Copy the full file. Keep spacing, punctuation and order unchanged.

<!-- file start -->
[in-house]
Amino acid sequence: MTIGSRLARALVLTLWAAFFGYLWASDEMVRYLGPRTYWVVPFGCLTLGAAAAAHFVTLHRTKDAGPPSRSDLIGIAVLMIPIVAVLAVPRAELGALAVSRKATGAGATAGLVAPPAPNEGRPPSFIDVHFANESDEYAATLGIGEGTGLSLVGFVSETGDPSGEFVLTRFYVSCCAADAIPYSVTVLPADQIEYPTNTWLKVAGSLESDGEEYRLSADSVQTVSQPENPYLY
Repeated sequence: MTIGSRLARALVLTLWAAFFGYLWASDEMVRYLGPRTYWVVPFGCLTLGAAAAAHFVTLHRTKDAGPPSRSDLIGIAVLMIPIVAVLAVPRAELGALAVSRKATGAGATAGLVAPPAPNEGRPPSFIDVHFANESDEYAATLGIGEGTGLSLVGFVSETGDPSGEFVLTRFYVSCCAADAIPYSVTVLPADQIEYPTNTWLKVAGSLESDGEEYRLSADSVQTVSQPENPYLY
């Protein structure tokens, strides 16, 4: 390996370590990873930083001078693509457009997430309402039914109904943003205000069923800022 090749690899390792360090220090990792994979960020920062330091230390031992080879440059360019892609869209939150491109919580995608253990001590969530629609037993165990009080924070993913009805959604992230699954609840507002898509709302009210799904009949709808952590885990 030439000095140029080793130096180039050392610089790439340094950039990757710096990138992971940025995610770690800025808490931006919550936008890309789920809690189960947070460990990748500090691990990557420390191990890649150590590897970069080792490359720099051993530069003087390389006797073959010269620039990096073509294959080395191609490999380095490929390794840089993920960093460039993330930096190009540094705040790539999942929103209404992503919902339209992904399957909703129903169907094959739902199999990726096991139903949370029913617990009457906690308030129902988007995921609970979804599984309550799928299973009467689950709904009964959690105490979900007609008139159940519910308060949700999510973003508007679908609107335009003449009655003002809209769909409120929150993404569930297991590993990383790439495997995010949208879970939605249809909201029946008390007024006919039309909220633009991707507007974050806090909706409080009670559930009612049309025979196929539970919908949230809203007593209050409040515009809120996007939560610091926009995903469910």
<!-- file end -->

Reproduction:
[in-house]
Amino acid sequence: MTIGSRLARALVLTLWAAFFGYLWASDEMVRYLGPRTYWVVPFGCLTLGAAAAAHFVTLHRTKDAGPPSRSDLIGIAVLMIPIVAVLAVPRAELGALAVSRKATGAGATAGLVAPPAPNEGRPPSFIDVHFANESDEYAATLGIGEGTGLSLVGFVSETGDPSGEFVLTRFYVSCCAADAIPYSVTVLPADQIEYPTNTWLKVAGSLESDGEEYRLSADSVQTVSQPENPYLY
Repeated sequence: MTIGSRLARALVLTLWAAFFGYLWASDEMVRYLGPRTYWVVPFGCLTLGAAAAAHFVTLHRTKDAGPPSRSDLIGIAVLMIPIVAVLAVPRAELGALAVSRKATGAGATAGLVAPPAPNEGRPPSFIDVHFANESDEYAATLGIGEGTGLSLVGFVSETGDPSGEFVLTRFYVSCCAADAIPYSVTVLPADQIEYPTNTWLKVAGSLESDGEEYRLSADSVQTVSQPENPYLY
């Protein structure tokens, strides 16, 4: 390996370590990873930083001078693509457009997430309402039914109904943003205000069923800022 090749690899390792360090220090990792994979960020920062330091230390031992080879440059360019892609869209939150491109919580995608253990001590969530629609037993165990009080924070993913009805959604992230699954609840507002898509709302009210799904009949709808952590885990 030439000095140029080793130096180039050392610089790439340094950039990757710096990138992971940025995610770690800025808490931006919550936008890309789920809690189960947070460990990748500090691990990557420390191990890649150590590897970069080792490359720099051993530069003087390389006797073959010269620039990096073509294959080395191609490999380095490929390794840089993920960093460039993330930096190009540094705040790539999942929103209404992503919902339209992904399957909703129903169907094959739902199999990726096991139903949370029913617990009457906690308030129902988007995921609970979804599984309550799928299973009467689950709904009964959690105490979900007609008139159940519910308060949700999510973003508007679908609107335009003449009655003002809209769909409120929150993404569930297991590993990383790439495997995010949208879970939605249809909201029946008390007024006919039309909220633009991707507007974050806090909706409080009670559930009612049309025979196929539970919908949230809203007593209050409040515009809120996007939560610091926009995903469910």